Court to con­sider gay mar­riage

Rul­ings on two laws ban­ning same-sex unions likely in June.

Austin American-Statesman - - FRONT PAGE - Byadam Liptak Lo­cal re­ac­tion Court’s de­ci­sion mo­ti­vates Tex­ans on both sides of is­sue, Court

WASHINGTON — The Supreme Court en­tered the na­tional de­bate over same-sex mar­riage Fri­day, agree­ing to hear a pair of cases chal­leng­ing state and fed­eral laws that de­fine mar­riage to in­clude only unions of a man and a woman.

One of the cases, from Cal­i­for­nia, could es­tab­lish or re­ject a con­sti­tu­tional right to same-sex mar­riage. An­other case, from New York, chal­lenges a fed­eral law that re­quires the fed­eral government to deny ben­e­fits to gay and les­bian cou­ples mar­ried in states that al­low such unions.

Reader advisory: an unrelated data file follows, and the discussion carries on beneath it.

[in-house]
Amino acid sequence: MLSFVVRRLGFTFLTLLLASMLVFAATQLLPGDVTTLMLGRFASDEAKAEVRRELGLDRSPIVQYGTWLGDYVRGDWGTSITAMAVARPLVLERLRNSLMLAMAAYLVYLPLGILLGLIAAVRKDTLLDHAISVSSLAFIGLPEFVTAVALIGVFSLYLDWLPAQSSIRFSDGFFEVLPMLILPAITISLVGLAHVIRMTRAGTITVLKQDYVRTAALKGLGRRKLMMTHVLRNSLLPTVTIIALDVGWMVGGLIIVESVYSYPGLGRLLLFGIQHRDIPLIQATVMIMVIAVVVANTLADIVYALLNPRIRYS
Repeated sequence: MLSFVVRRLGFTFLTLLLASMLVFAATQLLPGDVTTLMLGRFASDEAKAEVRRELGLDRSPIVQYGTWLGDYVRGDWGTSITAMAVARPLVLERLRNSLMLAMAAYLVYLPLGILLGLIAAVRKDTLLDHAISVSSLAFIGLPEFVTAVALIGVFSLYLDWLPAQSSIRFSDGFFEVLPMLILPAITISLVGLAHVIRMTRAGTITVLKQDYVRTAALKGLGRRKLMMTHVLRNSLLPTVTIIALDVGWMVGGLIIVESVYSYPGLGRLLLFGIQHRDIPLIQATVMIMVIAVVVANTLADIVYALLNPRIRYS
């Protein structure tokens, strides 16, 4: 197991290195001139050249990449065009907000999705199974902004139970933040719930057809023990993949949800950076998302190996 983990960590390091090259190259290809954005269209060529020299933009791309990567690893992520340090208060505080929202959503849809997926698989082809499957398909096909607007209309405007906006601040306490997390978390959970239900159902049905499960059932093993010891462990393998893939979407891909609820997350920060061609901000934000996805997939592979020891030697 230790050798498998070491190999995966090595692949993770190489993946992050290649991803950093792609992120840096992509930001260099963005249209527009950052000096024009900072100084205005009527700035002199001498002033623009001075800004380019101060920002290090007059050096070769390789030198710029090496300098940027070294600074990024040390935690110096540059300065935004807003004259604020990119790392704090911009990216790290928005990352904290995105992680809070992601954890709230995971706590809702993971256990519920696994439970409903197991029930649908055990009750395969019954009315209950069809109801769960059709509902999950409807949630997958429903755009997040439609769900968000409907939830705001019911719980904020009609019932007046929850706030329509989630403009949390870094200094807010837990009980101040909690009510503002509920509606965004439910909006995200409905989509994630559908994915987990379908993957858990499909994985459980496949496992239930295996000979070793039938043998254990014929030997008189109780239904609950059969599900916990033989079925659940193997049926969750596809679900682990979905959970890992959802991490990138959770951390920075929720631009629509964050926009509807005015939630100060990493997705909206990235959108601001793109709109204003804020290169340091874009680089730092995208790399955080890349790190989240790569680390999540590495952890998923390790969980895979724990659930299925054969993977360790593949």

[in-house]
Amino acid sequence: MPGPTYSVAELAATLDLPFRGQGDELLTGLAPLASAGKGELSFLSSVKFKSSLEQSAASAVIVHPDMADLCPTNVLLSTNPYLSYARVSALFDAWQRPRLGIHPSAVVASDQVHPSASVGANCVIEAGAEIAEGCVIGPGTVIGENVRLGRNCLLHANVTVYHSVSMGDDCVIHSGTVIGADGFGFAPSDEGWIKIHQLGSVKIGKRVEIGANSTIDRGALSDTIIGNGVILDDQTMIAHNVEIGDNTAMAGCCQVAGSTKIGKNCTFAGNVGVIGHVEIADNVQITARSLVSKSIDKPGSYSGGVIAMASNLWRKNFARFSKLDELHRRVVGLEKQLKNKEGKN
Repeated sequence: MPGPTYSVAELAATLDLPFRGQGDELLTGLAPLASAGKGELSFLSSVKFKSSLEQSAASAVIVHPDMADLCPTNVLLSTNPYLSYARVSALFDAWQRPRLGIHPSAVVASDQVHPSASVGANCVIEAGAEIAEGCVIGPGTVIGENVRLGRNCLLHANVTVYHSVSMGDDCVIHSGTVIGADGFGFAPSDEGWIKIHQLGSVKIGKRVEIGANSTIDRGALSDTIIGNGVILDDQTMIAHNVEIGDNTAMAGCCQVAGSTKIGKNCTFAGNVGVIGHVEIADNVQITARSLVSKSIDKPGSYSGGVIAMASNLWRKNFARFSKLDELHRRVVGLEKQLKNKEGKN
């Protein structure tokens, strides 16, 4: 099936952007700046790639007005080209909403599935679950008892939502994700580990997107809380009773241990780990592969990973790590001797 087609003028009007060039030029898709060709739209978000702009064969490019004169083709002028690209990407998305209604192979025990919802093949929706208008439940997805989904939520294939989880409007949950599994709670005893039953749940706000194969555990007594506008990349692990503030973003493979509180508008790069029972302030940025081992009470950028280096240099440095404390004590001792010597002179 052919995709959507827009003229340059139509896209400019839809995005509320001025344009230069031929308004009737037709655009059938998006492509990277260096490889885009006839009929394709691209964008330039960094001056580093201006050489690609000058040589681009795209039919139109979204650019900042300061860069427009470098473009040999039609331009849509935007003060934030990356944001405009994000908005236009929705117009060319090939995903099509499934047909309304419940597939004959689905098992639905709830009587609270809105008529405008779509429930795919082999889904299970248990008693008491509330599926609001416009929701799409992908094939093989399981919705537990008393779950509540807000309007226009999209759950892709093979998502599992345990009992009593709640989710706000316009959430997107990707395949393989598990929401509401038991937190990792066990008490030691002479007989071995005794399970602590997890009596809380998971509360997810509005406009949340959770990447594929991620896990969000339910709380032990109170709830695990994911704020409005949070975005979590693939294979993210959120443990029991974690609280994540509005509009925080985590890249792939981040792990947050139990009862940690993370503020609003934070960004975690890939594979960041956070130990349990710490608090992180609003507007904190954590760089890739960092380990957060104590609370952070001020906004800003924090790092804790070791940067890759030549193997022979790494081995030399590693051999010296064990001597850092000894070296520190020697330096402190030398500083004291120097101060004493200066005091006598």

The court’s move comes against the back­drop of a rapid shift in pub­lic at­ti­tudes about same-sex mar­riage, with re­cent polls in­di­cat­ing that a ma­jor­ity of Amer­i­cans sup­port al­low­ing such unions. Af­ter last month’s elec­tions, the num­ber of states au­tho­riz­ing same-sex mar­riage in­creased from six to nine.

The court’s docket is now crowded with cases about the mean­ing of equal­ity, with the new cases join­ing ones on af­fir­ma­tive ac­tion in higher ed­u­ca­tion and the fu­ture of the Vot­ing Rights Act of 1965. De­ci­sions in all of those cases are ex­pected by June.

The Cal­i­for­nia case was filed in 2009 by Theodore Ol­son and David Boies, two lawyers who were on op­po­site sides in the Supreme Court’s de­ci­sion in Bush v. Gore, which set­tled the 2000 pres­i­den­tial

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